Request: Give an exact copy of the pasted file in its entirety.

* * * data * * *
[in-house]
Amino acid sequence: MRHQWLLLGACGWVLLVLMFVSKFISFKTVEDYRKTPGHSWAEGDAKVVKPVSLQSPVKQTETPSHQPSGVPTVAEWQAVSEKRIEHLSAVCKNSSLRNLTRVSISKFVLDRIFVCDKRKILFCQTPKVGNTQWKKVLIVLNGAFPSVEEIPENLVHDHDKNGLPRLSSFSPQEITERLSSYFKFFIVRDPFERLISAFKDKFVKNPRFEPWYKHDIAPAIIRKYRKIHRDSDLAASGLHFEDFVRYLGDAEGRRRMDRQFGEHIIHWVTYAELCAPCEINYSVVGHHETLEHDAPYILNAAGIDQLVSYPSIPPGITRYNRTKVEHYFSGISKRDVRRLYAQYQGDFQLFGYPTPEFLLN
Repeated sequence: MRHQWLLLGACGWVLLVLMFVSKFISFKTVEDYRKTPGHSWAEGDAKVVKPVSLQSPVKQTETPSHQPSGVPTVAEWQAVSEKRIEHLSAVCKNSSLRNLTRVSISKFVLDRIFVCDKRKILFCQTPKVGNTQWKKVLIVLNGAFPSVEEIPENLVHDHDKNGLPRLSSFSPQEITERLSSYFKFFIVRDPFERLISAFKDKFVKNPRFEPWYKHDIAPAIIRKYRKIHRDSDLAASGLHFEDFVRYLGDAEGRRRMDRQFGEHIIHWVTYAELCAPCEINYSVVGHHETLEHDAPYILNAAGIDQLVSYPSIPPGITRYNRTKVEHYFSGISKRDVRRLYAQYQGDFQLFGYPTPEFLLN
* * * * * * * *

[in-house]
Amino acid sequence: MRHQWLLLGACGWVLLVLMFVSKFISFKTVEDYRKTPGHSWAEGDAKVVKPVSLQSPVKQTETPSHQPSGVPTVAEWQAVSEKRIEHLSAVCKNSSLRNLTRVSISKFVLDRIFVCDKRKILFCQTPKVGNTQWKKVLIVLNGAFPSVEEIPENLVHDHDKNGLPRLSSFSPQEITERLSSYFKFFIVRDPFERLISAFKDKFVKNPRFEPWYKHDIAPAIIRKYRKIHRDSDLAASGLHFEDFVRYLGDAEGRRRMDRQFGEHIIHWVTYAELCAPCEINYSVVGHHETLEHDAPYILNAAGIDQLVSYPSIPPGITRYNRTKVEHYFSGISKRDVRRLYAQYQGDFQLFGYPTPEFLLN
Repeated sequence: MRHQWLLLGACGWVLLVLMFVSKFISFKTVEDYRKTPGHSWAEGDAKVVKPVSLQSPVKQTETPSHQPSGVPTVAEWQAVSEKRIEHLSAVCKNSSLRNLTRVSISKFVLDRIFVCDKRKILFCQTPKVGNTQWKKVLIVLNGAFPSVEEIPENLVHDHDKNGLPRLSSFSPQEITERLSSYFKFFIVRDPFERLISAFKDKFVKNPRFEPWYKHDIAPAIIRKYRKIHRDSDLAASGLHFEDFVRYLGDAEGRRRMDRQFGEHIIHWVTYAELCAPCEINYSVVGHHETLEHDAPYILNAAGIDQLVSYPSIPPGITRYNRTKVEHYFSGISKRDVRRLYAQYQGDFQLFGYPTPEFLLN